LONDON, Oct 16 ― European stocks rose to their highest in nearly three months yesterday, with Irish stocks soaring almost 3 per cent, after a news report said negotiators were on the verge of a deal that would avoid Britain crashing out of the European Union.
Shares in Irish companies, which are hugely reliant on UK business and seen as a barometer of market worries about Brexit, hit their highest in more than a year.
Two EU officials said a Bloomberg report of an imminent Brexit deal was “premature”. However, a third official said there had been some “serious convergence of views” in technical talks while chief EU negotiator Michel Barnier and other senior officials said progress was being made.
Any new deal will still have to go to a fractious British parliament which rejected several attempts by Prime Minister Boris Johnson’s predecessor Theresa May to push through the withdrawal agreement she agreed with Brussels.
“There are indications that this could be a more palatable option compared to May’s deal which has been rejected thrice previously,” said Andrea Cicione, head of strategy at TS Lombard. “That’s clearly a good development.”
With the pound surging on the positive noise around Brexit, internationally-focused firms on London’s blue chip FTSE 100 came under pressure, while the domestically-focused midcap index climbed 1.3 per cent.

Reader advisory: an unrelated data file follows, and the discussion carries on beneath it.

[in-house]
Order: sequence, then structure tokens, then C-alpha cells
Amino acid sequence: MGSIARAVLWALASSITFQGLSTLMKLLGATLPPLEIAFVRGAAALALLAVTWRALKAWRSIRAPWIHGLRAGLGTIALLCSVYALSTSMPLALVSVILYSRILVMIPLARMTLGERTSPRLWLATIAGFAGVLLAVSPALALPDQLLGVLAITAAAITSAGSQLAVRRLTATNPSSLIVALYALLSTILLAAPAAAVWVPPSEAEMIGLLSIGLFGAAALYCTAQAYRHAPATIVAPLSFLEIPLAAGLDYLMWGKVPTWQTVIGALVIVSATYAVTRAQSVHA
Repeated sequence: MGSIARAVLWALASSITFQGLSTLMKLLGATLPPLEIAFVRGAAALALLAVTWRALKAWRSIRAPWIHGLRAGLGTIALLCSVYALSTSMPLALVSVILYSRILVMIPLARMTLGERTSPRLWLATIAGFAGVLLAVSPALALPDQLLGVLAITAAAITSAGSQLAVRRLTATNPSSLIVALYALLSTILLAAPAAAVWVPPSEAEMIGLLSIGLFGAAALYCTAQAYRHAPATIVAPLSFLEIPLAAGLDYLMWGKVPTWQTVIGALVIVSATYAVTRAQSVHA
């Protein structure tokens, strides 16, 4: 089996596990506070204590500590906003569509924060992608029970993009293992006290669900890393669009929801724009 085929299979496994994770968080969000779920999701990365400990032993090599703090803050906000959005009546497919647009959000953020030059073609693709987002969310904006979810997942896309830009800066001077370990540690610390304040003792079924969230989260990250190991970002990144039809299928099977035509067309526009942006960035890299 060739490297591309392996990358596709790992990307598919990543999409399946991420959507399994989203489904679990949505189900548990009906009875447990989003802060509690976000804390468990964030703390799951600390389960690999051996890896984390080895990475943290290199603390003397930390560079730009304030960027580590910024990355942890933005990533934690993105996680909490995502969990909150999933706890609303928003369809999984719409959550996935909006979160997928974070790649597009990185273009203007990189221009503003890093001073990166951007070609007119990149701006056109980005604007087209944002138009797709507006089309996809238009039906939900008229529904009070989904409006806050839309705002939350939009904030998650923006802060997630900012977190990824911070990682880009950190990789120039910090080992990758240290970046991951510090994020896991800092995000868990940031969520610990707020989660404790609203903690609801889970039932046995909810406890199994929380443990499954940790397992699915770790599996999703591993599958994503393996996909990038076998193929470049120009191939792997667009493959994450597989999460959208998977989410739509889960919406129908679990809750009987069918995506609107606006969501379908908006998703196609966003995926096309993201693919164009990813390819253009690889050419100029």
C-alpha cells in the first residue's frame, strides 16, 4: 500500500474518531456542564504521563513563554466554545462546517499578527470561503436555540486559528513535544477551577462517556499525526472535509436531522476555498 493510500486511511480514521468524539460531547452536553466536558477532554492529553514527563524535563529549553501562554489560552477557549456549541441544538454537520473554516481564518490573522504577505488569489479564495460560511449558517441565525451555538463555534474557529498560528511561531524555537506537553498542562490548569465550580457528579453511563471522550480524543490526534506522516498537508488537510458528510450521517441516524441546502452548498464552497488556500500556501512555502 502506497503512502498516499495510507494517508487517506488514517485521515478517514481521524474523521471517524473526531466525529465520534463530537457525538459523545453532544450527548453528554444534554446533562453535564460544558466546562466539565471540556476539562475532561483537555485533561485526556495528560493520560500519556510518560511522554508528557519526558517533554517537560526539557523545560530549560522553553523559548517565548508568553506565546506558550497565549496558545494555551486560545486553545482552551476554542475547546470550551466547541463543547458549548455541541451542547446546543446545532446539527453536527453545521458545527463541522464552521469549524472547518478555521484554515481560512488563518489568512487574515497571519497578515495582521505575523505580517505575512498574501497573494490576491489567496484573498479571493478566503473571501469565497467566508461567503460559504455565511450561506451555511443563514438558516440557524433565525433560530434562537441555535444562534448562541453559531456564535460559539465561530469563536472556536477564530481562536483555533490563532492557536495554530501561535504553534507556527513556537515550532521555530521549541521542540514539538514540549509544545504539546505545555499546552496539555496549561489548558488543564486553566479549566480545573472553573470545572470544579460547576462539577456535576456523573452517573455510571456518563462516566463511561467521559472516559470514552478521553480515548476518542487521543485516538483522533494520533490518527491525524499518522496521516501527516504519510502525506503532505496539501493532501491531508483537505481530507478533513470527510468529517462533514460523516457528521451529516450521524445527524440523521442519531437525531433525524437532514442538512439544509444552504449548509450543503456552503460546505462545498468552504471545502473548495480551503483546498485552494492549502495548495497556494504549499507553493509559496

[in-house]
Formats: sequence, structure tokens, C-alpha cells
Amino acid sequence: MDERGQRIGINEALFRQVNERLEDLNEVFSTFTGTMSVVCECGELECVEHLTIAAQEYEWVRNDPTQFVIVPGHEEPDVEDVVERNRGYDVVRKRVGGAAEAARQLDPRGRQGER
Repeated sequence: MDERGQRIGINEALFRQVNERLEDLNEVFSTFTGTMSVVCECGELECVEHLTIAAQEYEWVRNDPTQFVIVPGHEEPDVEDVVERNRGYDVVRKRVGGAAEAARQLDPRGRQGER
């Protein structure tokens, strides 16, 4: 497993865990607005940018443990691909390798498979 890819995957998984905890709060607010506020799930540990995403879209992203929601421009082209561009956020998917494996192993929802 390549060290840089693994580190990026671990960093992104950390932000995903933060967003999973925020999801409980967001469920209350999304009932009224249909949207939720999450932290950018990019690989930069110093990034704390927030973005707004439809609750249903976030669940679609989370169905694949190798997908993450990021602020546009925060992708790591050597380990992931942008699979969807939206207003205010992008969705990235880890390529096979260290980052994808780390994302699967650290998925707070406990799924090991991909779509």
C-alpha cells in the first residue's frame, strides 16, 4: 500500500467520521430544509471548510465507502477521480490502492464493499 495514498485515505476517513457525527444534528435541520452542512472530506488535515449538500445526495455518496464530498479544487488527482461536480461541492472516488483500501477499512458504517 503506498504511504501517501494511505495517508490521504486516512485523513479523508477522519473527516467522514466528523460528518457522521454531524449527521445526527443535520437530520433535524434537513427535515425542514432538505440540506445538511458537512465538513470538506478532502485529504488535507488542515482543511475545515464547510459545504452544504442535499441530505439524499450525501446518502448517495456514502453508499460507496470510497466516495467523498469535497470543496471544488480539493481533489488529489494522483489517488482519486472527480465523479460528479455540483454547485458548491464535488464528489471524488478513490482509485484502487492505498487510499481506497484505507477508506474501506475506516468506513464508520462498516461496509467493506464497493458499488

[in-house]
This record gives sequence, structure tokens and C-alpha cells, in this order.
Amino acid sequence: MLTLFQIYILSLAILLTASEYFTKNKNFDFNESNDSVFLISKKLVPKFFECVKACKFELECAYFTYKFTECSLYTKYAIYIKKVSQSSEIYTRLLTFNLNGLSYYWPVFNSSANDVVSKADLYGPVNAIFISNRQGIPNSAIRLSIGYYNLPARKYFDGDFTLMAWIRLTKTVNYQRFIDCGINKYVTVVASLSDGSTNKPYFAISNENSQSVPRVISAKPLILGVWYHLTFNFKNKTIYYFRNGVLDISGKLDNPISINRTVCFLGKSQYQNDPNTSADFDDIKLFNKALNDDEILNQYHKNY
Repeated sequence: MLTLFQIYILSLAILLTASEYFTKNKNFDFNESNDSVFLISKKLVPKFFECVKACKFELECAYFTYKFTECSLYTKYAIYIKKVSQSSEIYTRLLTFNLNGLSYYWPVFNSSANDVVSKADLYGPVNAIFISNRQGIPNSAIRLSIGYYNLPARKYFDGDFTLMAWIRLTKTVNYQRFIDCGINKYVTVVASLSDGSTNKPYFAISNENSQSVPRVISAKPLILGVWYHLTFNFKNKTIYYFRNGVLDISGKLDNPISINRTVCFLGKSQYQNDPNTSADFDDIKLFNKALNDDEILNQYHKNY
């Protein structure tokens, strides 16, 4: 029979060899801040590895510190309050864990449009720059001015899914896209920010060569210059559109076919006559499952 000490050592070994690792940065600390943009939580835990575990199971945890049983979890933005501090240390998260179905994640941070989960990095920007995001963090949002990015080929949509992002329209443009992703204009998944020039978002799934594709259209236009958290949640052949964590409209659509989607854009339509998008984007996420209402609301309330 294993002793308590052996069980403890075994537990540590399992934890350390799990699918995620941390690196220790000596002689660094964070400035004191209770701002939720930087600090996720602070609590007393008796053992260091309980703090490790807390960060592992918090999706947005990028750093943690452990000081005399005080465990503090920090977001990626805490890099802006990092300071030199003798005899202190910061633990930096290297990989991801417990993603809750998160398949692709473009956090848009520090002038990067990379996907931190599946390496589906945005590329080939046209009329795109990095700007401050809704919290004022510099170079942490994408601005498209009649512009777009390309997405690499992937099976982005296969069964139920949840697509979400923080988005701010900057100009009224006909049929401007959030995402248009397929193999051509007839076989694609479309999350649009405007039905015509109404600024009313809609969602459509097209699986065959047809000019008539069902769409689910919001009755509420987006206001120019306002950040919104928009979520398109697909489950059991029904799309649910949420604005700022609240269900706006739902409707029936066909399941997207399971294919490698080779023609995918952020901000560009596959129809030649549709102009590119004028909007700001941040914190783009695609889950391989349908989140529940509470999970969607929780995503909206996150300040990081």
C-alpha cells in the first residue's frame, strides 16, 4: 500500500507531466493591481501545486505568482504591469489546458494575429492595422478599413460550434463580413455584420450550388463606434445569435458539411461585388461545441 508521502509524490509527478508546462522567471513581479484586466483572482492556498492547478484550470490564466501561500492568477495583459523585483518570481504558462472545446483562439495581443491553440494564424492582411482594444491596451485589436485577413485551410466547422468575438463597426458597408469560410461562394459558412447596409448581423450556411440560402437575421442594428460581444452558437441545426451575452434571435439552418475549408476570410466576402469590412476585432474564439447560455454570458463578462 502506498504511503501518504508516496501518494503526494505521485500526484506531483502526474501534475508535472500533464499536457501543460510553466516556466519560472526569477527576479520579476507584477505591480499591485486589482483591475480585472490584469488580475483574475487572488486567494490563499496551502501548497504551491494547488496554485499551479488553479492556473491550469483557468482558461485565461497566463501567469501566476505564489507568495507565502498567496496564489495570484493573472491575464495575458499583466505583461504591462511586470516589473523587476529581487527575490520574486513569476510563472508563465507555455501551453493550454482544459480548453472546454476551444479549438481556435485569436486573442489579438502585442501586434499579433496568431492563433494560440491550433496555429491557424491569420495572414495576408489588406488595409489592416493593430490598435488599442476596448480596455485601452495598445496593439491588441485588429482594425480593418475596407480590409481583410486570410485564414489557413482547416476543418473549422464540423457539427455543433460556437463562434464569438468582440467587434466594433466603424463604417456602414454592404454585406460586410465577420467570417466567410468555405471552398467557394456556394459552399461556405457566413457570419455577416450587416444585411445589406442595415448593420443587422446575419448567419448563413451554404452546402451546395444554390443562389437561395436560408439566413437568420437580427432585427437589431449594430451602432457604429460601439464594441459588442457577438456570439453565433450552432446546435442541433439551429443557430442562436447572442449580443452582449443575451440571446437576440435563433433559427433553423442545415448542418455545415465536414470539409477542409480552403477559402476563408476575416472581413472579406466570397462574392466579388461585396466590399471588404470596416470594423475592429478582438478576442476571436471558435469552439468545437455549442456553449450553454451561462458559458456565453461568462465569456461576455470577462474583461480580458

British banks Lloyds, Royal Bank of Scotland and Barclays, considered some of the most vulnerable to the UK economy and Brexit uncertainty, rose between 4 per cent and 5 per cent.
The pan European STOXX 600 index jumped 1.1 per cent, with other major regional indices including Germany’s DAX and France’s CAC 40 gaining a similar amount.
Also boosting sentiment was an upbeat start to the US quarterly earnings season with better than expected reports from JP Morgan and Johnson & Johnson.
“The kick off of reporting season could support today’s sentiment as markets try to cross-read some positive numbers coming from the United States,” said Societe Generale European equity strategist Roland Kaloyan.
Europe’s bank index rose 2.5 per cent, leading gains among the major sectors, while retailers gained 2.4 per cent.
Recruiter Hays Plc jumped 8.1 per cent after it reported steady first-quarter net fees due to strong hiring in the United States and China.
Shares in Wirecard, however, slumped 12.8 per cent after the Financial Times published documents on the company’s accounting practices alleging an effort to inflate sales and profits, dealers said.
Dutch semiconductor equipment maker ASML gained 3 per cent after reports that South Korea’s Samsung has agreed to buy high-end lithography machines from the company.
German meal-kit company Hellofresh rose 23.4 per cent after the company raised its full year forecast, hauling Germany’s small-cap index 1.7 per cent higher. ― Reuters